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Symbioses and Stress : Joint Ventures in Biology - Joseph Seckbach

Symbioses and Stress

Joint Ventures in Biology

By: Joseph Seckbach (Editor), Martin Grube (Editor)

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Published: 22nd September 2010
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When one picks up a multiauthored book in a series like this, one wonders what will be distinctive about its contents. one wonders about the "Concept of Symbiosis. " does it have the same meaning for all authors and all potential readers? one is further tempted to question the concept of stress. What is the meaning of the c- cept of stress? Some change in the biotic or abiotic aspects of the environment or habitat of the symbiotic partners? many might support the more general def- tion of symbiosis credited to de bary (1879), that symbiosis is the living together of separately named organisms. Something like Smith's (1992) more restricted PoLLnPia (P ermanent or Long-Lived intimate associations between diffe- ent organisms, usually of different sizes, in which the larger organism, the host, exploits the capabilities of one or more smaller organisms) seems to be a better ft for a book centered on the effects of stress on symbiosis. PoLLnPia implies an integrated holobiont system that has adapted itself to living successfully in a particular environment that could be construed as harsh for nonsymbiotic s- tems. often, when queried for examples, one thinks of lichens, of corals living in oligotrophic tropical waters, of Pompeii worms living in association with che- lithotrophic bacteria, and of all sorts of herbivorous animals living in associations with microorganisms. Presumably, the hosts could not survive, or thrive, in their habitats without their smaller partners doing their trophic work for their holo- otic systems.

Forewordp. ix
Prefacep. xxi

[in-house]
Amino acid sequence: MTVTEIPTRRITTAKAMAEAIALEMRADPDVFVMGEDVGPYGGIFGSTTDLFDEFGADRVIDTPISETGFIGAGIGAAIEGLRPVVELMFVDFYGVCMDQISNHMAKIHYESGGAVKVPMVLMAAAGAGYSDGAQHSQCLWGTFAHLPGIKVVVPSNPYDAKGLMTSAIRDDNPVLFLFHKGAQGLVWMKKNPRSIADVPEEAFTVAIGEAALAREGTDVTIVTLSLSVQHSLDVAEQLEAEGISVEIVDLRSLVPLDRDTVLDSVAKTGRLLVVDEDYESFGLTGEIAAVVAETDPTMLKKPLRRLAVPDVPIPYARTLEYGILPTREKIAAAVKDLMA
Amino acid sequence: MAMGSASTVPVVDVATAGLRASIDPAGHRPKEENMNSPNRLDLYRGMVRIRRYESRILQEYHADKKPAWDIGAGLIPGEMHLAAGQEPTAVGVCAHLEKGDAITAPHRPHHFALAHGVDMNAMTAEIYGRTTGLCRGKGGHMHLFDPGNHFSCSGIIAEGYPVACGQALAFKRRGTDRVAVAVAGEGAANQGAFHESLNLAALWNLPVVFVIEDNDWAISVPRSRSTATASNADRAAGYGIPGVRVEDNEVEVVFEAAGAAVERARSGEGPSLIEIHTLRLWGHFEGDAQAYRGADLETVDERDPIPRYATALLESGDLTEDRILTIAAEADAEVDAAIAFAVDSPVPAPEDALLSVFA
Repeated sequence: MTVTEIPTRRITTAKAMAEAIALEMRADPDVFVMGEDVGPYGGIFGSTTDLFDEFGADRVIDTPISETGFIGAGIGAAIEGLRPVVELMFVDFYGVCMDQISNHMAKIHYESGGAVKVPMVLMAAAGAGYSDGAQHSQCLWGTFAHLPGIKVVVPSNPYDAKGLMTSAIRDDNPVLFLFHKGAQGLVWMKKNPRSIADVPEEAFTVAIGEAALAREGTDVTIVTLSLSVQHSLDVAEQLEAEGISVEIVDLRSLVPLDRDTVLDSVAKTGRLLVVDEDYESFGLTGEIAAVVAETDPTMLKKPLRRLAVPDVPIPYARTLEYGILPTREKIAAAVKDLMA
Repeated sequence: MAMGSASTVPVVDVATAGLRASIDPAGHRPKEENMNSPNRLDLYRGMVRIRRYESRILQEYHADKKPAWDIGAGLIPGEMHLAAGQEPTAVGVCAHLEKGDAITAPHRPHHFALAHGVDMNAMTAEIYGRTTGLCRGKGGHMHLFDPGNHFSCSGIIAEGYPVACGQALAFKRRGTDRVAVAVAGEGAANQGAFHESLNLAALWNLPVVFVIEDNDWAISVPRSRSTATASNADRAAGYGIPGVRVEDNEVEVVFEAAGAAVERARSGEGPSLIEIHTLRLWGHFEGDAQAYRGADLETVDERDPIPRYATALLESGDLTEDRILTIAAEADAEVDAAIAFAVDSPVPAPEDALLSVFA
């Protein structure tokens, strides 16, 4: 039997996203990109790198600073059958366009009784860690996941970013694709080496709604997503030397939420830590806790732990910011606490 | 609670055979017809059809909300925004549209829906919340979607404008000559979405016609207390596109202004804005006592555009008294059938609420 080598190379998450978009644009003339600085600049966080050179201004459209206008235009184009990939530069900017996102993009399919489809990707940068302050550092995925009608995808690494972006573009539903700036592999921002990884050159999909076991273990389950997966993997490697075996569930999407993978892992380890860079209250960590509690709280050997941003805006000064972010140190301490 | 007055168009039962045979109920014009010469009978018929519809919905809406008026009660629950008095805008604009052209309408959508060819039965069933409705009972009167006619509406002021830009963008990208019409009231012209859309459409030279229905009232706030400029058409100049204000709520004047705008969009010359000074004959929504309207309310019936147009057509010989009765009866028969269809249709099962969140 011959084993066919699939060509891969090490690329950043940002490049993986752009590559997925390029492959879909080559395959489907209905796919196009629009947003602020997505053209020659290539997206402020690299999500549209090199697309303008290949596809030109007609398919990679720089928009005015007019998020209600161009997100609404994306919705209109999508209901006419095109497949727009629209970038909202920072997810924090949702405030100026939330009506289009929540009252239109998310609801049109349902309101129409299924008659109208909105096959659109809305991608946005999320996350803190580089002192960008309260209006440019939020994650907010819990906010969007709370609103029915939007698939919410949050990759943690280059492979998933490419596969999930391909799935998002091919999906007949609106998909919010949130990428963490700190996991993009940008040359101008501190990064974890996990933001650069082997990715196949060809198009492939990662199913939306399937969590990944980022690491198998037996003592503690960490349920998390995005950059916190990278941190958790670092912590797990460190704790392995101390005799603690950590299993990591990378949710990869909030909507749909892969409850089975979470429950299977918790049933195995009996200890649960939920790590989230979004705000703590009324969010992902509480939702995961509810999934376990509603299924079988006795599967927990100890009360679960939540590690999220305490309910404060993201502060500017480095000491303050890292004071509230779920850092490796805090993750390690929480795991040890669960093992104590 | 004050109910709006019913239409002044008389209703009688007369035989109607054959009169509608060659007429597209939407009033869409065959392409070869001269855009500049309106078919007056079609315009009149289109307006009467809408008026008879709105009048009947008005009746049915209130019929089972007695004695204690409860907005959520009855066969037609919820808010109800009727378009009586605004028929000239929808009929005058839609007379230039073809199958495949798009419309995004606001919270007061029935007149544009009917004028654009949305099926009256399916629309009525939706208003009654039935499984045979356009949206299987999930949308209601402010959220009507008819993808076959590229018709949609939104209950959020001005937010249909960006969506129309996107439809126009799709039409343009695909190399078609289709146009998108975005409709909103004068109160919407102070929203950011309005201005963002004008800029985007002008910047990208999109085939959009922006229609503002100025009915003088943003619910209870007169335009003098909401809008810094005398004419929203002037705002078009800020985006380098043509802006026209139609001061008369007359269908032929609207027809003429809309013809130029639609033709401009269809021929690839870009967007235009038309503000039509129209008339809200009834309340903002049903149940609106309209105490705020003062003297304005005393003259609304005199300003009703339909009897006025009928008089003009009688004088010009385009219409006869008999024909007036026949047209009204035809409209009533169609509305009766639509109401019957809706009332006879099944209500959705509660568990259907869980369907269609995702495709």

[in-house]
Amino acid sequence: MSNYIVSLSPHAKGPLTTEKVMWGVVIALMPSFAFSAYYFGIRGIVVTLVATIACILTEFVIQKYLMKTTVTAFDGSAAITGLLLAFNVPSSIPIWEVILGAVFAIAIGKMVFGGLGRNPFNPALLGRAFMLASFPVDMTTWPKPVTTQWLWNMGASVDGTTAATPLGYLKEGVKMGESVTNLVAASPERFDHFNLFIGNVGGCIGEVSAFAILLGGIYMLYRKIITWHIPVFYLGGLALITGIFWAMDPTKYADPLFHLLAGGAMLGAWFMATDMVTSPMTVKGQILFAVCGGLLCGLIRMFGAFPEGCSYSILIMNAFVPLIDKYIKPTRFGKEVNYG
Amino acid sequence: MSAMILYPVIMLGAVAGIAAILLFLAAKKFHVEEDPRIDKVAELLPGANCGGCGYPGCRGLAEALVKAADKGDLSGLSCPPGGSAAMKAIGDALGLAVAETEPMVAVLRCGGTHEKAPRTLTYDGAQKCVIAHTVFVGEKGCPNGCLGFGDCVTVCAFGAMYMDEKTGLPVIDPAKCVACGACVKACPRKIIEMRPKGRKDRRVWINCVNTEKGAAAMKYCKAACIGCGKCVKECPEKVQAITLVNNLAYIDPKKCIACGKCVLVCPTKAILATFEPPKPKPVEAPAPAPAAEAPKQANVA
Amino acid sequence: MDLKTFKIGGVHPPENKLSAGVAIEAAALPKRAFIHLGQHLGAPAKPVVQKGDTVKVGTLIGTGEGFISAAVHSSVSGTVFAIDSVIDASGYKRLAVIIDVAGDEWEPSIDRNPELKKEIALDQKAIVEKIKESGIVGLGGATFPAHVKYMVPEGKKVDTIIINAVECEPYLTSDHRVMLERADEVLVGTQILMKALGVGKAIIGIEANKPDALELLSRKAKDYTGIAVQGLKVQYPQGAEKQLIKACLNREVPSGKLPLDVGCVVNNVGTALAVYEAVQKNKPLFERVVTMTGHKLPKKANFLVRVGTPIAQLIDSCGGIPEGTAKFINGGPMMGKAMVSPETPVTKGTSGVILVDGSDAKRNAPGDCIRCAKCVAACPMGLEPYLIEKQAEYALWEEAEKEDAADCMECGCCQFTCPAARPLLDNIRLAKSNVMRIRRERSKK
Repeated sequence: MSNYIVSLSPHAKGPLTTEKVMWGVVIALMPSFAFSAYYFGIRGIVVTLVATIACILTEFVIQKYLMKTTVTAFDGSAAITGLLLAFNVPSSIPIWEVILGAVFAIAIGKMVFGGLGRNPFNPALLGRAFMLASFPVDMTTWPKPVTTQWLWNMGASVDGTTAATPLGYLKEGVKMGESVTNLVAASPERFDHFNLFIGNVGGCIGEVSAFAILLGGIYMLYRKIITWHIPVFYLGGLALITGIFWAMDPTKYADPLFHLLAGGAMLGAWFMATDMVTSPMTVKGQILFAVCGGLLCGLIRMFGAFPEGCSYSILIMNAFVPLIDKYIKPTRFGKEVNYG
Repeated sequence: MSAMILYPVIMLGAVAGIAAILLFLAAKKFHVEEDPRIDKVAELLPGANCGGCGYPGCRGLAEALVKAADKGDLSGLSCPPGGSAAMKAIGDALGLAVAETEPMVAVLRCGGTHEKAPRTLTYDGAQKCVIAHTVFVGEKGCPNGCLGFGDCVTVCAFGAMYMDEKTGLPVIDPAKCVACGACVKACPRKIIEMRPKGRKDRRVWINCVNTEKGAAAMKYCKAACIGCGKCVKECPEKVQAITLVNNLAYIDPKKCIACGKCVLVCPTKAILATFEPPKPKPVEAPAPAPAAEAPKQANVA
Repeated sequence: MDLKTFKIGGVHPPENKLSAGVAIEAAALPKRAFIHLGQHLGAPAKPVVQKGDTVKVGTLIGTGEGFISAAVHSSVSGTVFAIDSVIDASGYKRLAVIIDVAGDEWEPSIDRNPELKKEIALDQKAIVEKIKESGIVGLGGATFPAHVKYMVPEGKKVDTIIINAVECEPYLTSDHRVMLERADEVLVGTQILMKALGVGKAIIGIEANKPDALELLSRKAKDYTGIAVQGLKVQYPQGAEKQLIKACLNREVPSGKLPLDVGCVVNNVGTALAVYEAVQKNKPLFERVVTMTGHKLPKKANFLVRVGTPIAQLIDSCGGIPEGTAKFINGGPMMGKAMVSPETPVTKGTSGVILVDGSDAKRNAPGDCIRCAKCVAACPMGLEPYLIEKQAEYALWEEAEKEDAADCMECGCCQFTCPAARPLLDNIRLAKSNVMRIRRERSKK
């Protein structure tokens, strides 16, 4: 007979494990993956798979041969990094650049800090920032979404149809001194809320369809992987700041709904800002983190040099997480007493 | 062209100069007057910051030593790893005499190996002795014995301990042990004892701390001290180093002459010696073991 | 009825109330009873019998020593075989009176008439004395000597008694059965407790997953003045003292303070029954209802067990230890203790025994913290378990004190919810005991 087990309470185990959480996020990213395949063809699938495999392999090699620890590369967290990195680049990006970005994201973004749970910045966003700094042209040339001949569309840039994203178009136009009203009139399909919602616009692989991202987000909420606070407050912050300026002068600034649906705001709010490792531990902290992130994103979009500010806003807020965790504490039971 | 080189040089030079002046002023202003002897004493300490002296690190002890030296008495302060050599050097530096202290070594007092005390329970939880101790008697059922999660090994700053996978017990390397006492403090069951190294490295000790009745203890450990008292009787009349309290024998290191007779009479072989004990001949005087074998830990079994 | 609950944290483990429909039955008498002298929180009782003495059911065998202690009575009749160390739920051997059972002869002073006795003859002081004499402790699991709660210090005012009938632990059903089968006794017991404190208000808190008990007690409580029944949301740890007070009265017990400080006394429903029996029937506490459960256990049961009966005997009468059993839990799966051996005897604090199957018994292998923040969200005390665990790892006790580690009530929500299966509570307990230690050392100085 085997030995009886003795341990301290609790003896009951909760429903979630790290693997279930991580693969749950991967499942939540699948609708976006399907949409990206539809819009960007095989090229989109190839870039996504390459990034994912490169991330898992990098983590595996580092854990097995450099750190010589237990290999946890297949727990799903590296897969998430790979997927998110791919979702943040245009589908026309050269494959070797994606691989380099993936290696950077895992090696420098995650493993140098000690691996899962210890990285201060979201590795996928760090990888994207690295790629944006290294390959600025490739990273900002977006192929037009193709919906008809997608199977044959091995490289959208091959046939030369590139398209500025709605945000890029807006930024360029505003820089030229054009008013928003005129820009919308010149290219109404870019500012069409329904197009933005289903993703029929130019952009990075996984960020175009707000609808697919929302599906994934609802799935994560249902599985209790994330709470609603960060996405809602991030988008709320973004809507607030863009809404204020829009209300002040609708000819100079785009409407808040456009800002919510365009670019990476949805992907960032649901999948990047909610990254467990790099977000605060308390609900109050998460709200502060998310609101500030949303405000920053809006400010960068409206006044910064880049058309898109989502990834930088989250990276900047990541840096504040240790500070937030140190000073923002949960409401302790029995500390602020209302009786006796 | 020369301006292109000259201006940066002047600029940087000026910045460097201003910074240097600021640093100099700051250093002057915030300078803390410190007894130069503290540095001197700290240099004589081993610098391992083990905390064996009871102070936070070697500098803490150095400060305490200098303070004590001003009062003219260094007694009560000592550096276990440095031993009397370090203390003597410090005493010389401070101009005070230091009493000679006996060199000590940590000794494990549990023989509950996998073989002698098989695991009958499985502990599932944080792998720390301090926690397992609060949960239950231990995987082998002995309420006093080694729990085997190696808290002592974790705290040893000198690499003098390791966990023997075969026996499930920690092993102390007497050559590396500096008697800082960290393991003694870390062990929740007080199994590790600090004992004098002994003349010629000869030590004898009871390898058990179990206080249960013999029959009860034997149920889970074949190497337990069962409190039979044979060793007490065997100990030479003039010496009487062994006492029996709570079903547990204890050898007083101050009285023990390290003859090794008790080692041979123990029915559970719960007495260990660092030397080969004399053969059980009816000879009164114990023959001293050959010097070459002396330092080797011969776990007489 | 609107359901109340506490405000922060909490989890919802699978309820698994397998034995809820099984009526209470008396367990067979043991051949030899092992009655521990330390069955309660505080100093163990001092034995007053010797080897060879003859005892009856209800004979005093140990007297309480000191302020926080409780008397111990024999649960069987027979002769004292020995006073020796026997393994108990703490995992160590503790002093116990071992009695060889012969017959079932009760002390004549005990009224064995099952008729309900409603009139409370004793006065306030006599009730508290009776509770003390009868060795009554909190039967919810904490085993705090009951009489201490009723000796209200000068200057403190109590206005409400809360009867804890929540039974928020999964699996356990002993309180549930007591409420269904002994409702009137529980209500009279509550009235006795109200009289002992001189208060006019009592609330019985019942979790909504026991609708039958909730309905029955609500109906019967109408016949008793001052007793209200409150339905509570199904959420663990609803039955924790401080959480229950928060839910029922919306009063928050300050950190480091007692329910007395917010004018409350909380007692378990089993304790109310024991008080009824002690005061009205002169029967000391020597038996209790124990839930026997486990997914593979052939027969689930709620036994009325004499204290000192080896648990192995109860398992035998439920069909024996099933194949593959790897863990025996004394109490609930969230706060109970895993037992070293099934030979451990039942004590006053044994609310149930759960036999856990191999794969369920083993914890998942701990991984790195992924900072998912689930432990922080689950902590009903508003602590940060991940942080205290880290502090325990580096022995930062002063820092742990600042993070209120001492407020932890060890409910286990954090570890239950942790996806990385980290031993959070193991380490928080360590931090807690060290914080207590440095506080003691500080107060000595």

List of Authors and Their Addressesp. xxvii
General Introduction
On the Origin of Symbiosisp. 5
Symbioses and Stressp. 21
Symbiotic Origin of Eukaryotes
Problems and Progress in Understanding the Origins of Mitochondria and Plastidsp. 41
The Origin of Eukarya as a Stress Response of Two-Membrane-Bounded Sexual Pre-karyote to an Aggressive alpha-Proteobacterial Periplasmic Infectionp. 65
Low CO2 Stress: Glaucocystophytes May Have Found a Unique Solutionp. 85
Aquatic Symbioses
Animal-Bacterial Endosymbioses of Gutless Tube-Dwelling Worms in Marine Sedimentsp. 99
Multibiont Symbioses in the Coral Reef Ecosystemp. 123
Cnidarian-Dinoflagellate Symbiosis-Mediated Adaptation to Environmental Pertubationsp. 149
Oxidative Stress-Mediated Development of Symbiosis in Green Parameciap. 179
Coral Symbiosis Under Stressp. 199
Azolla as a Superorganism: Its Implication in the Symbiotic Studiesp. 227
Terrestrial Symbioses
Parasitism Is a Strong Force Shaping the Fungus-Growing Ant-Microbe Symbiosisp. 247
Evolution and Consequences of Nutrition-Based Symbioses in Insects: More than Food Stressp. 267
Three in a Boat: Host-Plant, Insect Herbivore and Fungal Entomopathogenp. 291
Symbiotic Foraminifera and Stressp. 329
Arbuscular Mycorrhizal Symbiosis Under Stress Conditions: Benefits and Costsp. 341
Modulation of Aquaporin Genes by the Arbuscular Mycorrhizal Symbiosis in Relation to Osmotic Stress Tolerance: Aquaporin in AM Plants Under Osmotic Stressp. 359
How Rhizobia Survive in the Absence of a Legume Host, a Stressful World Indeedp. 377
Life on a Leaf: Bacterial Epiphytes of a Salt-Excreting Desert Treep. 395
Physiological Responses to Stress in the Vibrionaceaep. 409
The Stressed Life of Microbes in Plantsp. 429
Symbiotic Plant-Microbe Interactions: Stress Protection, Plant Growth Promotion and Biocontrol by Stenotrophomonasp. 447
Adaptation and Survival of Plants in High Stress Habitats via Fungal Endophyte Conferred Stress Tolerancep. 463
Grass Endophyte-Mediated Plant Stress Tolerance: Alkaloids and Their Functionsp. 479
Endocytosis in Plant-Fungal Interactionsp. 497
Die Hard: Lichensp. 511
Stress and Developmental Strategies in Lichensp. 527
Green Algae and Fungi in Lichens: Symbionts But Friends or Foes?p. 549
Green Biofilms on Tree Barks: More than Just Algaep. 559
Symbioses And Astrobiology
Space Flight Effects on Lichen Ultrastructure and Physiology: Following the LICHENS 2005 Experiment On-Board the BIOPAN V Space Exposure Facilityp. 579
Resistance of Symbiotic Eukaryotes Survival to Simulated Space Conditions and Asteroid Impact Cataclysmsp. 597
Summary and Conclusions
Symbioses and Stress: Final commentsp. 615
Organisms Indexp. 617
Subject Indexp. 623
Authors Indexp. 629
Table of Contents provided by Ingram. All Rights Reserved.

ISBN: 9789048194483
ISBN-10: 9048194482
Series: Cellular Origin, Life in Extreme Habitats and Astrobiology
Audience: Professional
Format: Hardcover
Language: English
Number Of Pages: 630
Published: 22nd September 2010
Publisher: Springer
Country of Publication: NL
Dimensions (cm): 23.5 x 15.5  x 3.81
Weight (kg): 1.27